Women empowerment: Is Bangladesh setting any example for the world?
Amidst hundreds of odds, Bangladesh had been able to secure the first spot in gender equality (among South Asian countries) for the second consecutive year at the Gender Gap Index of 2017. The index, prepared by World Economic Forum, measures education, economic participation, health and political empowerment to measure gender equality of any country.
Half of the population of Bangladesh is women and their economic participation has increased significantly. In fact, national and international policy strategies have also been reflected in the policy to ensure women’s advancement so that they have control over their lives and play an influential role in society as decision makers.
The number of working women increased to 18.6 million in 2016-17 from 16.2 million in 2010. Bangladesh secured the 47th position among 144 countries in 2017 as per The Global Gender Gap Report, whereas India, Sri Lanka, Nepal, Bhutan and Pakistan remain at 108, 109, 111, 124 and 143 positions respectively.
Bangladesh’s achievements in the past decade have been exemplary in many sectors such as in reducing infant and child mortality, poverty alleviation, increase in women entrepreneurship, education, and health.
Political Scientist Dr Rounaq Jahan said: “Bangladesh has made consistent policy and program interventions from the 1970s onwards to improve women’s condition and reduce gender inequality.
“Both the government and non-government sectors have played significant roles and they have often worked in a collaborative fashion. Early interventions were made in the field of family planning to reduce fertility and micro-credit was introduced to provide opportunities for income earning.”
“In the 1990s there were efforts made to expand primary education, achieve gender parity in secondary schools through special stipend for female students and improve maternal mortality.
“Mobilization of rural women by NGOs in villages to get services and use of women community level workers to provide door step services in health and family planning played an important role in improving infant, child and maternal health and income earning opportunities,” she said, adding: “Mobilization of women was important in strengthening their voice in demanding their rights and services.”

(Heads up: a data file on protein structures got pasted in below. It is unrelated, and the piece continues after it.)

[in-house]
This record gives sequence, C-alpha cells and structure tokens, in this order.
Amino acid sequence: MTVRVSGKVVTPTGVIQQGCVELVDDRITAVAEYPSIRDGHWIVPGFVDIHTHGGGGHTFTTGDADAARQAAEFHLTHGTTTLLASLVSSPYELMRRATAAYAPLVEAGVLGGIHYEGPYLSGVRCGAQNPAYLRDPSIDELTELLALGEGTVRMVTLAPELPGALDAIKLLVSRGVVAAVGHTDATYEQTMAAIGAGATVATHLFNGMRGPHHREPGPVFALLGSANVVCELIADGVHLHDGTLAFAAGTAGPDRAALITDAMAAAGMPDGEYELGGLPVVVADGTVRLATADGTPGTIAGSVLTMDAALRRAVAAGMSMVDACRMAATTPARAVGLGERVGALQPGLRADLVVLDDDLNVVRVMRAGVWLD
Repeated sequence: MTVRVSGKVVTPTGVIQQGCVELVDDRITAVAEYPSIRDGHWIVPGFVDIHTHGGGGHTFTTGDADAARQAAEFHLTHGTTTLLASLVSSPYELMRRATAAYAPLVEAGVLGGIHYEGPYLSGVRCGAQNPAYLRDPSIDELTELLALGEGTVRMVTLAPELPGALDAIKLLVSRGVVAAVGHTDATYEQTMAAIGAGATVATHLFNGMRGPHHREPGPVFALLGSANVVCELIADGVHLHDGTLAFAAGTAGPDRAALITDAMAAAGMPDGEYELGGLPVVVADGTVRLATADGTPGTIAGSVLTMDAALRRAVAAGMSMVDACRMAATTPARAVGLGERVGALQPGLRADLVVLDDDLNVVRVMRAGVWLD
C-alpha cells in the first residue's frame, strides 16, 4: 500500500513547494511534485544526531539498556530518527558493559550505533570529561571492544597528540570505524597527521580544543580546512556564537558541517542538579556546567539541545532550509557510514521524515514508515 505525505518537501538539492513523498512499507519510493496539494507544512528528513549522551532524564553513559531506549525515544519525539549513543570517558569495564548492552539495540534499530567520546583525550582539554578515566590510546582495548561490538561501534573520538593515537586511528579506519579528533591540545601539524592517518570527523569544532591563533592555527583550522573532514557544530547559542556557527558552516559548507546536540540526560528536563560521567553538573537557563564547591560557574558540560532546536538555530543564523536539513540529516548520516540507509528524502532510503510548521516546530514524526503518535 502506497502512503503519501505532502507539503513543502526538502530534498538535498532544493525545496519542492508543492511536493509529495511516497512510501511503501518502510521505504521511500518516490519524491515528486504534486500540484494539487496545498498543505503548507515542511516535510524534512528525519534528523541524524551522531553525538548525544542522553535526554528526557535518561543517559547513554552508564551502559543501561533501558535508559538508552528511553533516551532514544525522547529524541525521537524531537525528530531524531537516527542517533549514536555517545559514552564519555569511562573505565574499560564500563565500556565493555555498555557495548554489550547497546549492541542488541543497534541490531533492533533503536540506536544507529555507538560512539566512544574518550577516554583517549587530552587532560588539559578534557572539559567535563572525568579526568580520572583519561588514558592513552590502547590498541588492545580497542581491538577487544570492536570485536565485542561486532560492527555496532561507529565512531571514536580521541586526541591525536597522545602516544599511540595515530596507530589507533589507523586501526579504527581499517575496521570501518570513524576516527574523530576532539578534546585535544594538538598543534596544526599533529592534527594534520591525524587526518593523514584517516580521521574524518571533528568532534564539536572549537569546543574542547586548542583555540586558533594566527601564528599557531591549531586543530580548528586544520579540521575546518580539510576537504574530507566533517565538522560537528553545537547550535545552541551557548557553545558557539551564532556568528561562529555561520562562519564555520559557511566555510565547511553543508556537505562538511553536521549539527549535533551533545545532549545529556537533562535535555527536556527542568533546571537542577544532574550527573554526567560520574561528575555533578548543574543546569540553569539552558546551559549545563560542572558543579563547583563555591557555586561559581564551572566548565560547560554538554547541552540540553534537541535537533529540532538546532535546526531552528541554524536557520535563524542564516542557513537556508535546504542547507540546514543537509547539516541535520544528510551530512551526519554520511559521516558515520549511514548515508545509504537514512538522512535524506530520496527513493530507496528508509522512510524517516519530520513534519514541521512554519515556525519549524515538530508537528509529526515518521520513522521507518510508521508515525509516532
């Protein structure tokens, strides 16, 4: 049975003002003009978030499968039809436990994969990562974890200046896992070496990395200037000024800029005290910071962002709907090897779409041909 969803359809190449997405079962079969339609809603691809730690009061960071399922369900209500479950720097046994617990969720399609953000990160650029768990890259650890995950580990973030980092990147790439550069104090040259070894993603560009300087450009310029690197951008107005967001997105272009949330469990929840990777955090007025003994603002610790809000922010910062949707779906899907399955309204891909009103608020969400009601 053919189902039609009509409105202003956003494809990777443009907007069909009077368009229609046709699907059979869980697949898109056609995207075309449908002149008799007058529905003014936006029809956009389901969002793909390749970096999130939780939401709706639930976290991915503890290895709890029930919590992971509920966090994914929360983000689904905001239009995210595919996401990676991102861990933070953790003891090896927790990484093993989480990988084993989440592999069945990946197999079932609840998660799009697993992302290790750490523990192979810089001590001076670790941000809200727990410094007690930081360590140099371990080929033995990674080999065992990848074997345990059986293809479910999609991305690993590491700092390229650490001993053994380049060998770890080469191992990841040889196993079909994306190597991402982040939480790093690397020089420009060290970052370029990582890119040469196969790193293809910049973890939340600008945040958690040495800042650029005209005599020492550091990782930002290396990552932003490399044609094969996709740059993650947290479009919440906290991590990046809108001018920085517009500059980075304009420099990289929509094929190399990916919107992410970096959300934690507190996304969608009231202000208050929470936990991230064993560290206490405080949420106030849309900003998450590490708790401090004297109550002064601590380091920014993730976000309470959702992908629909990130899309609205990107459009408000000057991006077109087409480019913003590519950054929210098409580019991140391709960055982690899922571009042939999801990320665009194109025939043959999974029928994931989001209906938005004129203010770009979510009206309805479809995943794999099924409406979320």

To attain the goals initiated by Bangladesh government for women’s development, the country has approved the highest allocation in history for the sector in the budget for 2018-19 fiscal year. Bangladesh considers women’s participation as a vital issue in the path of women’s empowerment as one of the main drivers of transforming the country’s status from low-income to middle-income one.
Women’s advancement through access to education, health, labour market, employment, and social protection have been prioritized, in the FY19 budget which is around 30% of total budget size.
The government also has allocated Tk100 crore for Women Entrepreneurship Fund and Tk 25 crore for Women Development Special Fund in FY19.
Participation of girls in primary schools is increasing as their overall enrollment rose from 57% in 2008 to 95.4% in 2017. Bangladesh has topped the Gender Gap Index in the primary and secondary education category, and to continue the efforts to this end, the government has extended its stipend program for female students, and undertaken initiatives to make women-friendly environment and infrastructures.
(Dhaka Tribune: April 17 of 2018- the report has been slightly abridged here).
Developing women entrepreneurship in Bangladesh – Problems and Prospects
1. Among the total number of entrepreneurs in Bangladesh, above 10 percent are women. Many women have showed and proved their skills and beat their male counterparts in the small and cottage industries, especially the handicrafts sector; while many courageous entrepreneurs have excelled in Small and Medium Enterprises (SMEs). It’s a good news for Bangladesh that in higher education, participation of females has been increased significantly. Ministry of Education of the country shows that among the total students in university level 30.03 percent are females where in public university the rate is 34.26 percent and in private university the rate is 25.27 percent.
The question is what the female university graduates are doing after completion of their graduation? Quarterly Labor Force Survey (QLFS) 2015-16 by Bangladesh Bureau of Statistics has showed frustrating information that unemployment rate among the female graduates is very high which is about 2.5 times higher than their male counterparts: 16.8 percent.
Women’s participation in jobs is not significant although women enrolment has been increased significantly at the university levels. The frustrating statistics is that that among the employed population of 5.95 crore, 0.7 percent females are managers and 5.6 percent are professionals (According to QLFS- Quarterly Labour Force Survey-2015-16). There are lot of factors are reasoned for this situation that means why women are lagging behind in the employment. Lack of safety and security, negative intention to engage in job, social & family barriers, balancing between family and career, sexual harassment, unfriendly work environment and women's preference to do certain kinds of jobs are also reasoned for the high frustrating unemployment among the educated females. ( To be continued )
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